Protein glycosylation, and in particular N-linked glycans, is a hall mark of Eukaryotic cells and has been well studied in mammalian cells and parasites. However, little research has been conducted to investigate the conservation and variation of protein glycosylation pathways in other eukaryotic organisms. Euglena gracilis is an industrially important microalga, used in the production of biofuels and nutritional supplements. It is evolutionarily highly divergent from green algae and more related to Kinetoplastid pathogens. It was recently shown that E. gracilis possesses the machinery for producing a range of protein glycosylations and make simple N-glycans, but the modified proteins were not identified. This study identifies the glycosylated proteins, including transporters, extra cellular proteases and those involved in cell surface signalling. Notably, many of the most highly expressed and glycosylated proteins are not related to any known sequences and are therefore likely to be involved in important novel functions in Euglena.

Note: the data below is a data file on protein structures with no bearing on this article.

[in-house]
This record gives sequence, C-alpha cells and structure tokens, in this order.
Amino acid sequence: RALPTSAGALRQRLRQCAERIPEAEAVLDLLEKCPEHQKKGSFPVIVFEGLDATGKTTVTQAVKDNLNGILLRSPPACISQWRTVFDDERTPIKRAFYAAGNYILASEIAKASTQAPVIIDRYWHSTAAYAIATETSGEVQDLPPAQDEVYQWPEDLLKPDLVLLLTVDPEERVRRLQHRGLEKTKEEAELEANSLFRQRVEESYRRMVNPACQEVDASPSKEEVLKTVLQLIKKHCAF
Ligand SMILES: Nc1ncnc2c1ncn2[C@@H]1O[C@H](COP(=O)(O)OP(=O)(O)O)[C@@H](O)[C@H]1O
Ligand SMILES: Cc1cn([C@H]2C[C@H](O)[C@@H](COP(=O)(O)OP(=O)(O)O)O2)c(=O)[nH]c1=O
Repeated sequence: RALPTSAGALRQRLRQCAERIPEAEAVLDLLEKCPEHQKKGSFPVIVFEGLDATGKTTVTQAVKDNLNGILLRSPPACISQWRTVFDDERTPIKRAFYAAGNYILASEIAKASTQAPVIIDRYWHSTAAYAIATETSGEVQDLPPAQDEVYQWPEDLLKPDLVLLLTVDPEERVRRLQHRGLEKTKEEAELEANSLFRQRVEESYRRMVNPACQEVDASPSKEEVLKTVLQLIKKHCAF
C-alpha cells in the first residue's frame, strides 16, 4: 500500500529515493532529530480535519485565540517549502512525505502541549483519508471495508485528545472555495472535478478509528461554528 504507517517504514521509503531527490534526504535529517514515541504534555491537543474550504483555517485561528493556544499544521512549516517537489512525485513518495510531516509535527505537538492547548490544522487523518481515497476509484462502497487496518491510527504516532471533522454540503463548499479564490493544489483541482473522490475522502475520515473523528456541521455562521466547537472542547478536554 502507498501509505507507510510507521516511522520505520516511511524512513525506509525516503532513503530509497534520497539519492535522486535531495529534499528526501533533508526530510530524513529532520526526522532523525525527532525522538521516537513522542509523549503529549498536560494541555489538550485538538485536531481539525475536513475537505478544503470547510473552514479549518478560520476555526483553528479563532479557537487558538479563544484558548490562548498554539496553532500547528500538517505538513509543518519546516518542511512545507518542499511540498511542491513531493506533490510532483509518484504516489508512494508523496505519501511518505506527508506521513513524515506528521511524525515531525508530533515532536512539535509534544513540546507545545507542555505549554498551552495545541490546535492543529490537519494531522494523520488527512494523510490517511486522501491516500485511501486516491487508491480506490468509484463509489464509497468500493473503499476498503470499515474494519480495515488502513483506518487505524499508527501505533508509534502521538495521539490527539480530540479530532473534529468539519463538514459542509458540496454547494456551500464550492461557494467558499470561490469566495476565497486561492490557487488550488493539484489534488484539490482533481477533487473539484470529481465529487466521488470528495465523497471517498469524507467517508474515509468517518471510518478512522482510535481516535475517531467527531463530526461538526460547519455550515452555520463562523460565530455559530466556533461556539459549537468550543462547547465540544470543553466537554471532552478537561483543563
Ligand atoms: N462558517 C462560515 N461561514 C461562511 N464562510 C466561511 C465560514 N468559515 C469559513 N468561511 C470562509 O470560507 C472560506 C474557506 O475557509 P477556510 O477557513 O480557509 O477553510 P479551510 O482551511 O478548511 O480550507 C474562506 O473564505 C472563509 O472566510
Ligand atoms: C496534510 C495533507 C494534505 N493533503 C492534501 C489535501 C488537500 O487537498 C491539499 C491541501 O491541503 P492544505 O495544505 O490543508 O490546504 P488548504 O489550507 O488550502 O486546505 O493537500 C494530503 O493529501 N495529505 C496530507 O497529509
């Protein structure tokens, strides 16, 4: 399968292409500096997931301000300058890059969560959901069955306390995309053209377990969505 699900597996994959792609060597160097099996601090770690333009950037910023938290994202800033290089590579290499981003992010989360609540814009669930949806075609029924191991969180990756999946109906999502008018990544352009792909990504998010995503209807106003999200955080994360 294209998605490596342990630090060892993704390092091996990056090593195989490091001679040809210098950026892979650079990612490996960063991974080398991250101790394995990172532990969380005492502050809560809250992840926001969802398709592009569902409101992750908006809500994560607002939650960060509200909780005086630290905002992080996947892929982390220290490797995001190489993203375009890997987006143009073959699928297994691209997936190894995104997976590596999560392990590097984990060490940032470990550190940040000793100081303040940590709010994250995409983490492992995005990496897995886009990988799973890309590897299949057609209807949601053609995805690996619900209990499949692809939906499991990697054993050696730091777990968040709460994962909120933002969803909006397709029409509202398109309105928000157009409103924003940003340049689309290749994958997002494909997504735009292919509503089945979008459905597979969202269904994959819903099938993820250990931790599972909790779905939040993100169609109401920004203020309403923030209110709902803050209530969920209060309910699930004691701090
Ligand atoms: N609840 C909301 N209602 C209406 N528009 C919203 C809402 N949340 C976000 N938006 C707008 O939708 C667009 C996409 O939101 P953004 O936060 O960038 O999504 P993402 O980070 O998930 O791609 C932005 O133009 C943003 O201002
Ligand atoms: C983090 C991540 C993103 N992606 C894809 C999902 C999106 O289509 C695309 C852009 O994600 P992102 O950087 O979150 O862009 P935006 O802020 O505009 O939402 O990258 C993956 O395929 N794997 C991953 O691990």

O'Neill, E. C. (2023). Glycosylated proteins in the protozoan alga Euglena gracilis: a proteomic approach. FEMS Microbiology Letters, 370, Article fnac120. https://doi.org/10.1093/femsle/fnac120